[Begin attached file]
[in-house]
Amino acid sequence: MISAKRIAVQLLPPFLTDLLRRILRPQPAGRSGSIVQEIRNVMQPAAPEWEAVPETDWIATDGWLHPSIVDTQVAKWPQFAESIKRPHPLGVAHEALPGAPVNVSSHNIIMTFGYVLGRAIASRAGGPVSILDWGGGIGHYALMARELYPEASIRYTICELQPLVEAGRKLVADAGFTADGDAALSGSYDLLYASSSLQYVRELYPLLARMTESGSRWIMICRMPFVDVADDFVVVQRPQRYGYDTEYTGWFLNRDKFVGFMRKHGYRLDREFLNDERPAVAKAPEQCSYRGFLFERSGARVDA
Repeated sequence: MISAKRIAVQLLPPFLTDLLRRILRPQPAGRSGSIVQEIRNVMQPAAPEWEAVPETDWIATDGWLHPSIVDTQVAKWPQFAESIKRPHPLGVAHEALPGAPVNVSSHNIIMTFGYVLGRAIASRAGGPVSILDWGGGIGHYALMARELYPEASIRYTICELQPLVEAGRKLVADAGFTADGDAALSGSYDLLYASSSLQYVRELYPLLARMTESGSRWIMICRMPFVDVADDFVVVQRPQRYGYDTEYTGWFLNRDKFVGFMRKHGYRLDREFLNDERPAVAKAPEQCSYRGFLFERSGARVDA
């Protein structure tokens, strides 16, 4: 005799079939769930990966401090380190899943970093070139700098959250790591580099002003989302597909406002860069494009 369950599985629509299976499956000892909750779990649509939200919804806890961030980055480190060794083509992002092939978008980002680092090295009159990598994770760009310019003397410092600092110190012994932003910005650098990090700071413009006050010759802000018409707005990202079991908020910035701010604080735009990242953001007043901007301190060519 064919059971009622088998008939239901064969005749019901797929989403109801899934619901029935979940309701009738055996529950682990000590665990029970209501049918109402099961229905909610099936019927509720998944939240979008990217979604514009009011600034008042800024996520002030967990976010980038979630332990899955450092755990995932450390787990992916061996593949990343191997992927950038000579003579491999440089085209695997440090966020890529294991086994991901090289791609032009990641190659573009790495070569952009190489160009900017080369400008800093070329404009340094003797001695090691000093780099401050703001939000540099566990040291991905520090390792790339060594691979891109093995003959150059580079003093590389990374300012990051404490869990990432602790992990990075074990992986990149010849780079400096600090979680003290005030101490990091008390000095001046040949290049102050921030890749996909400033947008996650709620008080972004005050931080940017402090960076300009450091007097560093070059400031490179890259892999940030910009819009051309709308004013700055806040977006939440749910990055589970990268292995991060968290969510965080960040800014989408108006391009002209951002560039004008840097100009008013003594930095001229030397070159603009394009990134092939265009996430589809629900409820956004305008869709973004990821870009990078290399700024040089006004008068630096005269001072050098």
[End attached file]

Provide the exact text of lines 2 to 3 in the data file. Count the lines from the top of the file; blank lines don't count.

Amino acid sequence: MISAKRIAVQLLPPFLTDLLRRILRPQPAGRSGSIVQEIRNVMQPAAPEWEAVPETDWIATDGWLHPSIVDTQVAKWPQFAESIKRPHPLGVAHEALPGAPVNVSSHNIIMTFGYVLGRAIASRAGGPVSILDWGGGIGHYALMARELYPEASIRYTICELQPLVEAGRKLVADAGFTADGDAALSGSYDLLYASSSLQYVRELYPLLARMTESGSRWIMICRMPFVDVADDFVVVQRPQRYGYDTEYTGWFLNRDKFVGFMRKHGYRLDREFLNDERPAVAKAPEQCSYRGFLFERSGARVDA
Repeated sequence: MISAKRIAVQLLPPFLTDLLRRILRPQPAGRSGSIVQEIRNVMQPAAPEWEAVPETDWIATDGWLHPSIVDTQVAKWPQFAESIKRPHPLGVAHEALPGAPVNVSSHNIIMTFGYVLGRAIASRAGGPVSILDWGGGIGHYALMARELYPEASIRYTICELQPLVEAGRKLVADAGFTADGDAALSGSYDLLYASSSLQYVRELYPLLARMTESGSRWIMICRMPFVDVADDFVVVQRPQRYGYDTEYTGWFLNRDKFVGFMRKHGYRLDREFLNDERPAVAKAPEQCSYRGFLFERSGARVDA